Beacon Power Services raises $2.7M to improve electricity access for sub-Saharan African cities – TechCrunch

Reportedly, sub-Saharan Africa accounted for 77% of the world’s population without access to electricity in 2020. Also, the average daily power supply in some of Africa’s largest cities is less than 12 hours. As a result, individuals and businesses are finding other options and substitutes, such as B. Generators to solve their electricity problems. However, these solutions can either be costly to use or adversely affect the climate.

While solar grids and panels are another viable option and offer compelling end-user use cases, there is still an opportunity to launch products aimed at power distribution companies, and this is where Beacon Power Services (BPS) comes in. The energy technology company, which provides data and grid management solutions to help Africa’s energy sector distribute electricity more efficiently, today announced it has closed a US$2.7 million seed round.

Founder and Chief Executive Officer Bimbola Adisa, an aerospace engineer, founded the company in 2014 after several years working for a power turbine manufacturer and as an investment banker for the US energy sector. Among his customers, most of his customers have included energy suppliers, service providers and manufacturers. In an interview with TechCrunch, he said that these experiences exposed him to the application of technology in the energy sector, and he saw an opportunity to apply it in Nigeria and across Africa.

Adisa introduced BPS in 2014 to address insufficient power supply from power distribution companies. Based in the US and Nigeria, the utility company provides energy management software and analytics for utility companies. Its AI-enabled Adora grid management platform solves one of two fundamental problems faced by power distribution companies in Africa.

The software provides utilities with real-time visibility of grid performance and connects to all utility assets and customer nodes on the grid, allowing utilities to prevent and detect outages and grid losses, respond quickly, and distribute power more efficiently. “The result is that utilities can operate more efficiently, generate more revenue, and by reducing outages, customers get increased power (more hours per day), so everyone wins,” BFS said of how it works in an email response to TechCrunch by Adora.

The other problem is data-centric and is addressed by the company’s proprietary platform called Customer and Asset Information Management Systems (CAIMs). Utility companies in Africa struggle to maintain an accurate database of their customers, assets and grid topology (the relationship between assets and customers). The CAIMs solve this problem by taking into account the unique conditions in which Africa’s utilities operate, such as poor address systems, and helping them digitize their data, which serves as the basis for network improvements.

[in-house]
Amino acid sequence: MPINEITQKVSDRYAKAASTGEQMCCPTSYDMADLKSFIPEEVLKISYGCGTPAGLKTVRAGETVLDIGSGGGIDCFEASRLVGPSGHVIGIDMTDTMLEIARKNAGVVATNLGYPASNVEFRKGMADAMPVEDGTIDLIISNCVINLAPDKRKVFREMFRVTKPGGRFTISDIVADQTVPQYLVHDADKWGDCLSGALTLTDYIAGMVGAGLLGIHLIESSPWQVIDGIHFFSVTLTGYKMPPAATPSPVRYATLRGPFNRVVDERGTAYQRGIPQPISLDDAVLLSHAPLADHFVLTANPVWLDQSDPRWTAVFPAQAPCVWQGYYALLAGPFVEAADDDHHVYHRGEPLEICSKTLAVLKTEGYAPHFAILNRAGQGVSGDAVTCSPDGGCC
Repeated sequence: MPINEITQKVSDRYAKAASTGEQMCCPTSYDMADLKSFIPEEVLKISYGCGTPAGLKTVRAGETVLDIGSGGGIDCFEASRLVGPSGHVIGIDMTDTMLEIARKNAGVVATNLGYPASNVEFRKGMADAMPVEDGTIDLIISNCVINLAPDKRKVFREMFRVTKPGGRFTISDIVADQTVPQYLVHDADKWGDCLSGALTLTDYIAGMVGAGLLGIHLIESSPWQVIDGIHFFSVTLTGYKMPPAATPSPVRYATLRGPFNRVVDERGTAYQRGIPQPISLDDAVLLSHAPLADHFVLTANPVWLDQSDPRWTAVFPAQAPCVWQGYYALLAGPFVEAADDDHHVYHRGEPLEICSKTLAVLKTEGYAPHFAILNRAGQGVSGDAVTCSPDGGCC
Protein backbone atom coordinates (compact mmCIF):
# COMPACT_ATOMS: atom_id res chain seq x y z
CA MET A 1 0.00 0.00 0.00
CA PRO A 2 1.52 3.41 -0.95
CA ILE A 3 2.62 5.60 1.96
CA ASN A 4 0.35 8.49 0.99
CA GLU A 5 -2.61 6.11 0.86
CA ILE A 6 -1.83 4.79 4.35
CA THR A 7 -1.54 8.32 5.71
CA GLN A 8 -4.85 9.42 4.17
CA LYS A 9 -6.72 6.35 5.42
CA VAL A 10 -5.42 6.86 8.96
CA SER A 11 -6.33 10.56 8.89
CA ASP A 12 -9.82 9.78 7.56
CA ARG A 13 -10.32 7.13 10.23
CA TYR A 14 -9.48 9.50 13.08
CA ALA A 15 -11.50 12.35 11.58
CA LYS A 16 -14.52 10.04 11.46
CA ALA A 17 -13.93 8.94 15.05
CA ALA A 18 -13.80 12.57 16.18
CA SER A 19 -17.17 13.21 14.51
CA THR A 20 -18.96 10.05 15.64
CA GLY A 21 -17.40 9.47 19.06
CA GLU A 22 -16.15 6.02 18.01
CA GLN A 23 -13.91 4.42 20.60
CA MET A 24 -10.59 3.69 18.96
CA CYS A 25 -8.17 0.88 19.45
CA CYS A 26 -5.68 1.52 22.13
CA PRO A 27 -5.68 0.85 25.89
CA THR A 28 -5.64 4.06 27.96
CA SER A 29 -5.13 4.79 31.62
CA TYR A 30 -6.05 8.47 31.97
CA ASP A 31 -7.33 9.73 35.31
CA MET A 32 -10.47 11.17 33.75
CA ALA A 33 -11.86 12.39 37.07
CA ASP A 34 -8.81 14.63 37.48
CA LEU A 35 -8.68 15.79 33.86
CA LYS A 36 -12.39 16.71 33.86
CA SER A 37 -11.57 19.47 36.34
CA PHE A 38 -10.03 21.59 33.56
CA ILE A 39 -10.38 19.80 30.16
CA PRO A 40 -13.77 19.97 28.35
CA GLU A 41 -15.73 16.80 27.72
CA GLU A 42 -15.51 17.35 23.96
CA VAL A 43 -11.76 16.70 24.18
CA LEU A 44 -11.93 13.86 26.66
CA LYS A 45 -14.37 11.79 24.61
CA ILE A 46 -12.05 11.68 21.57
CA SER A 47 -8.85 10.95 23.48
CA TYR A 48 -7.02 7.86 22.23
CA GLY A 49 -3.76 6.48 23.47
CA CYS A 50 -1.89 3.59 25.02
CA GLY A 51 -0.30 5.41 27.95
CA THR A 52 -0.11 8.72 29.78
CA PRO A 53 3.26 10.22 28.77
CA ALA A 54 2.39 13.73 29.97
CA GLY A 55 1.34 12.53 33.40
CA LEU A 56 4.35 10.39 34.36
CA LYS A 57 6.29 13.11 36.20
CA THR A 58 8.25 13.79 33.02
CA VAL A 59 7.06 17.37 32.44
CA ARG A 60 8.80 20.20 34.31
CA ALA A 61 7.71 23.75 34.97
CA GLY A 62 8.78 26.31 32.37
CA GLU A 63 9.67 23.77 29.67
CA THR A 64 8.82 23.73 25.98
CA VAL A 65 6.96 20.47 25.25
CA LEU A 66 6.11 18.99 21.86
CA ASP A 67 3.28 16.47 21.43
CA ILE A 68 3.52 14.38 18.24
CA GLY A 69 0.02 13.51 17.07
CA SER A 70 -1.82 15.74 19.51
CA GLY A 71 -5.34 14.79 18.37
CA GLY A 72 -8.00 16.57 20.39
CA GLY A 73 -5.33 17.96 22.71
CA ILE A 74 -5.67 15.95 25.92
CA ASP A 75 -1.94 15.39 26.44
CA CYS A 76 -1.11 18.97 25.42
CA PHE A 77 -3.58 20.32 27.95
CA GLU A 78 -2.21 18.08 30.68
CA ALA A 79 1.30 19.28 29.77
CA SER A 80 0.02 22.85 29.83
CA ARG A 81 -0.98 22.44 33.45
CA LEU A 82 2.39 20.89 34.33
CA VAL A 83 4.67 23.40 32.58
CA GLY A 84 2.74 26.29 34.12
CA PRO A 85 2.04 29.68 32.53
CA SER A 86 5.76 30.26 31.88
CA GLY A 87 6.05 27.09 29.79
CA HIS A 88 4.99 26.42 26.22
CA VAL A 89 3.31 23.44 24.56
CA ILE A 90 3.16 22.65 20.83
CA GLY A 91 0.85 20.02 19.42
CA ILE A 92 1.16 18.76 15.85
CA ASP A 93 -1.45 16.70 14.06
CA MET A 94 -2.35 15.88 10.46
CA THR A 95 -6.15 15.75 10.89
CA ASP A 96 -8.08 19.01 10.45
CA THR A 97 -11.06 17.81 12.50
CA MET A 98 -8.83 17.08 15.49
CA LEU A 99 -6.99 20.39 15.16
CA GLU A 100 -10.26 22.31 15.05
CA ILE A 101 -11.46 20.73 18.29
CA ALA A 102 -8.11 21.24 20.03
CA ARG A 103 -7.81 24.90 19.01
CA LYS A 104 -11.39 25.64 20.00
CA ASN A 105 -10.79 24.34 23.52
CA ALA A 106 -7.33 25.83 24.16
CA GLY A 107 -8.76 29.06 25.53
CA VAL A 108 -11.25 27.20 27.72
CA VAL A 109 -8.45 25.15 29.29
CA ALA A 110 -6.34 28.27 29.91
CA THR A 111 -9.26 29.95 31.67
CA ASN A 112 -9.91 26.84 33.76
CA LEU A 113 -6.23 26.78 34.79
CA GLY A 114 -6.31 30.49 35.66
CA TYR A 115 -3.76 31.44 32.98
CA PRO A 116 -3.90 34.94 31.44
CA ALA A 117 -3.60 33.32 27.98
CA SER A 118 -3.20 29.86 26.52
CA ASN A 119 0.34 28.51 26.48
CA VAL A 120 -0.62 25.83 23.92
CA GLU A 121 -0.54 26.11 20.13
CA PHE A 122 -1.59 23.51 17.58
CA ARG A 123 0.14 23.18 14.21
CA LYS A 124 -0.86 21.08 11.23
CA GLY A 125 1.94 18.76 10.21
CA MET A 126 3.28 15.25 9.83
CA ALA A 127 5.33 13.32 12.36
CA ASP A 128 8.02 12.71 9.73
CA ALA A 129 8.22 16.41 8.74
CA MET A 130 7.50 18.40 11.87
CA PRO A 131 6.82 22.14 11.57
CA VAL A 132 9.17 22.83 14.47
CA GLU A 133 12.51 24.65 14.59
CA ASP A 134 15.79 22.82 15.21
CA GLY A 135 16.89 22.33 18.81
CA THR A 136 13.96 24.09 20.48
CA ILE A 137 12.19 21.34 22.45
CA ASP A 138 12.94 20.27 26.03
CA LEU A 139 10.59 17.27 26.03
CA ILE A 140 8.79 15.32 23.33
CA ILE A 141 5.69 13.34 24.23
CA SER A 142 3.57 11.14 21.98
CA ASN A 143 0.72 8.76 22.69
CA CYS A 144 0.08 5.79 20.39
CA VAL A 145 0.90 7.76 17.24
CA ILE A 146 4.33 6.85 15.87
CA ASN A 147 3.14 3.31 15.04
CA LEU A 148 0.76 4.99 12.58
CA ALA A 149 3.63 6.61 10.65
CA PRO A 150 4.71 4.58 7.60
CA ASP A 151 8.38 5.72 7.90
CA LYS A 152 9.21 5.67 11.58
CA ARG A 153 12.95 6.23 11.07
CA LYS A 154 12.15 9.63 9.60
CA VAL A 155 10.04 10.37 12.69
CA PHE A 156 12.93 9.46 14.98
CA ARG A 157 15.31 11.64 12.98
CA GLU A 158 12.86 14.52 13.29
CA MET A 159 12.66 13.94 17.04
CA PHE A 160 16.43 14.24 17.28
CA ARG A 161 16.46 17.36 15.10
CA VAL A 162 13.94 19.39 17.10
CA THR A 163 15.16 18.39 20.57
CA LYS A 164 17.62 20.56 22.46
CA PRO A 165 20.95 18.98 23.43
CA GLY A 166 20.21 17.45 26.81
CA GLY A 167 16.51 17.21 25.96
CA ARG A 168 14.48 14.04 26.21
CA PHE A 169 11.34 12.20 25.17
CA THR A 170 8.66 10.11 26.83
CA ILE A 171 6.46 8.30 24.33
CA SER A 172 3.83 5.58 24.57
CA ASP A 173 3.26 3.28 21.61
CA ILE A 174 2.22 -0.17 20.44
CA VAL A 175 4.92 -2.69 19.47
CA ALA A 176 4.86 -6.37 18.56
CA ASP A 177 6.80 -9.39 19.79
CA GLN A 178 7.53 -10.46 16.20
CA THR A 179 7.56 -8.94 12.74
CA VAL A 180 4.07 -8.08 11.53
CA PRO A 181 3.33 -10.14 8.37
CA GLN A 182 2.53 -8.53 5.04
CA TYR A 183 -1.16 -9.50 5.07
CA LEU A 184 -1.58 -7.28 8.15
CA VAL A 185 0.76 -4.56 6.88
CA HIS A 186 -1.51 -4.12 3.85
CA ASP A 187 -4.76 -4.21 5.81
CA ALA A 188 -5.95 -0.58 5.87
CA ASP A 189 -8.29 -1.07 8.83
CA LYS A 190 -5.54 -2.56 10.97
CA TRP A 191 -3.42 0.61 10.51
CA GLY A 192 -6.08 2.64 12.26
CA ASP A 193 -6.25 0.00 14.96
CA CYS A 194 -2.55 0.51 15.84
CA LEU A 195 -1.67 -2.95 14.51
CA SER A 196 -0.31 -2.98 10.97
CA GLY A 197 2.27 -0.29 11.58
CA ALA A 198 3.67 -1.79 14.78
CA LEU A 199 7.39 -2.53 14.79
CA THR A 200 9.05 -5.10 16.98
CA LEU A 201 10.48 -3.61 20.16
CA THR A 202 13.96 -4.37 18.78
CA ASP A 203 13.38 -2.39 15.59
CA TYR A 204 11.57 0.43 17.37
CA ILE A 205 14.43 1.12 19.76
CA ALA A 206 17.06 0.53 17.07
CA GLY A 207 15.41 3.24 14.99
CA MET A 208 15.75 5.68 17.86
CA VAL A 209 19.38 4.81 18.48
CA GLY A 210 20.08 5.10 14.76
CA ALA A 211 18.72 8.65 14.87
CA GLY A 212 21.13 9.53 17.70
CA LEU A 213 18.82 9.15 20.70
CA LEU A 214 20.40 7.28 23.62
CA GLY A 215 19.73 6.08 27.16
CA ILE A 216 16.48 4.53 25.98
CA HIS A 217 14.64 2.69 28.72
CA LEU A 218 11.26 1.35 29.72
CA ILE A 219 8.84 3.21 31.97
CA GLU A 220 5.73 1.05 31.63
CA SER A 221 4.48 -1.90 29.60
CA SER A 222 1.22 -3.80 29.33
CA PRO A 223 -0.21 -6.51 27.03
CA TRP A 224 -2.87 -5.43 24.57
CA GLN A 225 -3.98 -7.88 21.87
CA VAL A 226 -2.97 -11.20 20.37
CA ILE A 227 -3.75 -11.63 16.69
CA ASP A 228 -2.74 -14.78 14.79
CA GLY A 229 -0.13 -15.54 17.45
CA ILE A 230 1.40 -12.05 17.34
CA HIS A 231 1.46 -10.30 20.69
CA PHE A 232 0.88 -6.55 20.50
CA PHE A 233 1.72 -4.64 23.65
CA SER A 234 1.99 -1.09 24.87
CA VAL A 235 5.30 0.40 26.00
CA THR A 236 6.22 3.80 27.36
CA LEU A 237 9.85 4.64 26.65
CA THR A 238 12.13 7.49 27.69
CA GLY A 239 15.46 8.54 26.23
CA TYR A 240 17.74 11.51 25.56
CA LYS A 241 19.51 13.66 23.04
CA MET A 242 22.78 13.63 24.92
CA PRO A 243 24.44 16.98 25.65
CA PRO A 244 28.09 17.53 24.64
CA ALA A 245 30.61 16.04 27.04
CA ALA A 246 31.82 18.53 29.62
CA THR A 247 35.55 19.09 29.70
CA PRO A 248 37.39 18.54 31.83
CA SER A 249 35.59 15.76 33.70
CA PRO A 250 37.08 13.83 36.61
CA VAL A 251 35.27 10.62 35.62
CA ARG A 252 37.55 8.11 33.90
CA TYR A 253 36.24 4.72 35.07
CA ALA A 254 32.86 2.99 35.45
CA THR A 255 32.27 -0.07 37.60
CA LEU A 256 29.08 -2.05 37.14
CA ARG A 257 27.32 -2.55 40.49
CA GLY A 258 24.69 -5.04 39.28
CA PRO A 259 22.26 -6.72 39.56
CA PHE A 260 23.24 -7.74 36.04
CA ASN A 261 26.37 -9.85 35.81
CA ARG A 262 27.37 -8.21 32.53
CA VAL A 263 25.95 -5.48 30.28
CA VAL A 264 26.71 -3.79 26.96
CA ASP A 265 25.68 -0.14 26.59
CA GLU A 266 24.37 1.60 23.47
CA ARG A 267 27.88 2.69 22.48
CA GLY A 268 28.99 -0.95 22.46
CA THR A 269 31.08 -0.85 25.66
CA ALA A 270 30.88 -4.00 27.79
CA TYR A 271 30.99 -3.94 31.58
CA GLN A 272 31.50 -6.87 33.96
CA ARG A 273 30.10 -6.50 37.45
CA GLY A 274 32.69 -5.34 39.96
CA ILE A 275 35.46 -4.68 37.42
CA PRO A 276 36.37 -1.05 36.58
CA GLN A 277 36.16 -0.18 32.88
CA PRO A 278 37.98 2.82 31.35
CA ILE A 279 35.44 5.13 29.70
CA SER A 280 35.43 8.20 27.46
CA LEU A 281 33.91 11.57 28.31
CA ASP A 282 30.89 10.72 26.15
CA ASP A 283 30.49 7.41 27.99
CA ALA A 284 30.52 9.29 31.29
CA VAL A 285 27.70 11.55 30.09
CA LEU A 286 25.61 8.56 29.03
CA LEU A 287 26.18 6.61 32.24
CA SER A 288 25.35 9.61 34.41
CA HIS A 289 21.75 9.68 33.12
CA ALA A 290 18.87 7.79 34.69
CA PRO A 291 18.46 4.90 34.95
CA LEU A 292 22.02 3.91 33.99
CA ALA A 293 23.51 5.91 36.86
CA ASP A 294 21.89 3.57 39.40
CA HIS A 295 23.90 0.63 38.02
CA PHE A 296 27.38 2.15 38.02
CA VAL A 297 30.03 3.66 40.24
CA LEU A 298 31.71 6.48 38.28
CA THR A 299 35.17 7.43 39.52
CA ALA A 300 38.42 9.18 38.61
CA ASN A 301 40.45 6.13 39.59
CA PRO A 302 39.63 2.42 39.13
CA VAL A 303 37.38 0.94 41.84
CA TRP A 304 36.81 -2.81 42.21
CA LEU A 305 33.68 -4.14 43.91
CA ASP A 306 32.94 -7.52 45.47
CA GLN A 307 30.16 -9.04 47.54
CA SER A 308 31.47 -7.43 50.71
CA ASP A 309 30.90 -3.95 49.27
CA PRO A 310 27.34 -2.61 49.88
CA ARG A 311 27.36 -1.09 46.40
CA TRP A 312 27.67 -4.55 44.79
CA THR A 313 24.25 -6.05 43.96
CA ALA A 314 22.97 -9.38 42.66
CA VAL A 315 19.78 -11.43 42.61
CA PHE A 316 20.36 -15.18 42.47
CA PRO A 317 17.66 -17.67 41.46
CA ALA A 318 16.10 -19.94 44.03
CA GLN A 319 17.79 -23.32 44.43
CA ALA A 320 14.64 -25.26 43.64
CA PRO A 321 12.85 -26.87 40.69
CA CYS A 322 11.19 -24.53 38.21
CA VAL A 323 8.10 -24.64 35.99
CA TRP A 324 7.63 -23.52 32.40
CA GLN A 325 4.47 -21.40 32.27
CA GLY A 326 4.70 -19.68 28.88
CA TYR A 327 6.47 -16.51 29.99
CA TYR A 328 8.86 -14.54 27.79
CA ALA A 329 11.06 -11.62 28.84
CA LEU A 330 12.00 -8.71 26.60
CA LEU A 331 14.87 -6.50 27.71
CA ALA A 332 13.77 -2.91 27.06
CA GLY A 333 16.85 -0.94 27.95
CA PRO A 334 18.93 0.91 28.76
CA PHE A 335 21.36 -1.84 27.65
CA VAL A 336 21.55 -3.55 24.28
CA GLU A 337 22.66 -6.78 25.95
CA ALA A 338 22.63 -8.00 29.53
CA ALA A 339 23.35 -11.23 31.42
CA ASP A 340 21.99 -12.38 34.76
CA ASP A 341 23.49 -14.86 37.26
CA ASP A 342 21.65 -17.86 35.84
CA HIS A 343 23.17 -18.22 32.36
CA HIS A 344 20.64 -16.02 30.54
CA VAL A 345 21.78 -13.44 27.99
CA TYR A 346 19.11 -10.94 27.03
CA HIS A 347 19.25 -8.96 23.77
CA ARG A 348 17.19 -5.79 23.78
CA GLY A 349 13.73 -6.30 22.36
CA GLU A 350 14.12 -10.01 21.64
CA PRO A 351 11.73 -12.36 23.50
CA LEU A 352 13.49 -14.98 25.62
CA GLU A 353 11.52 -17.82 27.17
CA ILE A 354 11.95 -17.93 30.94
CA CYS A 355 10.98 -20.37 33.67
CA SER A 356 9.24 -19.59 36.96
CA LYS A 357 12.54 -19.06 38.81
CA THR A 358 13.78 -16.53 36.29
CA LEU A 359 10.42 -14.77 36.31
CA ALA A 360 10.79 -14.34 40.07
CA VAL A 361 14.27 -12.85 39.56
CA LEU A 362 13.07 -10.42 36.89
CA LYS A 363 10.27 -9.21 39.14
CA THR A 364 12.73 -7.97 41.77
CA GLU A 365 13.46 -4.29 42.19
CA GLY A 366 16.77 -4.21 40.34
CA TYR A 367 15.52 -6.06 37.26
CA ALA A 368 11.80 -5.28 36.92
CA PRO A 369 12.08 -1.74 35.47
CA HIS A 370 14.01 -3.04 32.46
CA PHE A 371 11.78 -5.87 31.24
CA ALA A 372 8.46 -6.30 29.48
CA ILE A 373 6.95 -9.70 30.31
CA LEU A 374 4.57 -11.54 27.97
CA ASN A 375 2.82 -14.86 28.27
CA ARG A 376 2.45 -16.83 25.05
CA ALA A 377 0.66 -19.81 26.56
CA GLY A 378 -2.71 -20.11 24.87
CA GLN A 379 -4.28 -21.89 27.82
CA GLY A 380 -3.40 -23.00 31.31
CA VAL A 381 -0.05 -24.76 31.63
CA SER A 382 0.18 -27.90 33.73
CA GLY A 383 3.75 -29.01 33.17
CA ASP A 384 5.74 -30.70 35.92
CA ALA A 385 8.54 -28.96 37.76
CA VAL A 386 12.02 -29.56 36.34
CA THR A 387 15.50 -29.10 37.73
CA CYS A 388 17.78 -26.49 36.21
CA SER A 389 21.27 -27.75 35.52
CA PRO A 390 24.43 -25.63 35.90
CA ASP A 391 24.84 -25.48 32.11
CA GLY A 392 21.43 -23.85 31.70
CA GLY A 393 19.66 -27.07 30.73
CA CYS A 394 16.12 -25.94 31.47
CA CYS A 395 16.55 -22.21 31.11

“Africa is home to the world’s fastest growing cities, but when most people think of access to energy in Africa, they think of the rural areas with little or no access to electricity. However, it is impossible for Africa to develop without significant improvements in electricity access and reliability in its major cities,” CEO Adisa said in a statement. “When we realized that solutions designed for mature markets could not address Africa’s unique infrastructure challenges, we developed a tailored solution for energy companies on the continent to improve daily grid delivery of electricity.”

Bim Adissa (Managing Director)

Adisa told TechCrunch that BPS has grown from a single utility in Nigeria to four utilities in two countries including Ghana, serving more than 8 million customers (residential and commercial). According to Adisa, the business model of BPS envisages working together with its customers in a long-term partnership and not just selling products. This allows the company to defer most of the upfront cost of deploying its technology in exchange for service-based payments that match the value it is creating.

The eight-year-old utility differentiates itself from other platforms because it offers “local solutions that take into account the local operating environment in Africa.” For example, most standard solutions developed for mature markets do not take into account the frequency of outages in Africa or the network communication problems encountered, but BPS claims that its solutions have solved that.

The Company’s seed round was led by Seedstars Africa Ventures with participation from Persistent Energy, Kepple Africa Ventures and Factor[e] and Oridun Capital Management. Maxime Bouan, Managing Partner at Seedstars Africa Ventures, said of the investment: “As a society, we have recognized climate change as one of the greatest threats facing our generation and it is critical that we deploy smart capital to support entrepreneurs across Africa creating innovative and localized solutions to address this challenge.”

The new funding would allow BPS to enhance its current products (product upgrades to add new features and integrate automation) and expand into new markets outside of Nigeria and Ghana, where it currently operates. Beacon Power Services raises $2.7M to improve electricity access for sub-Saharan African cities – TechCrunch

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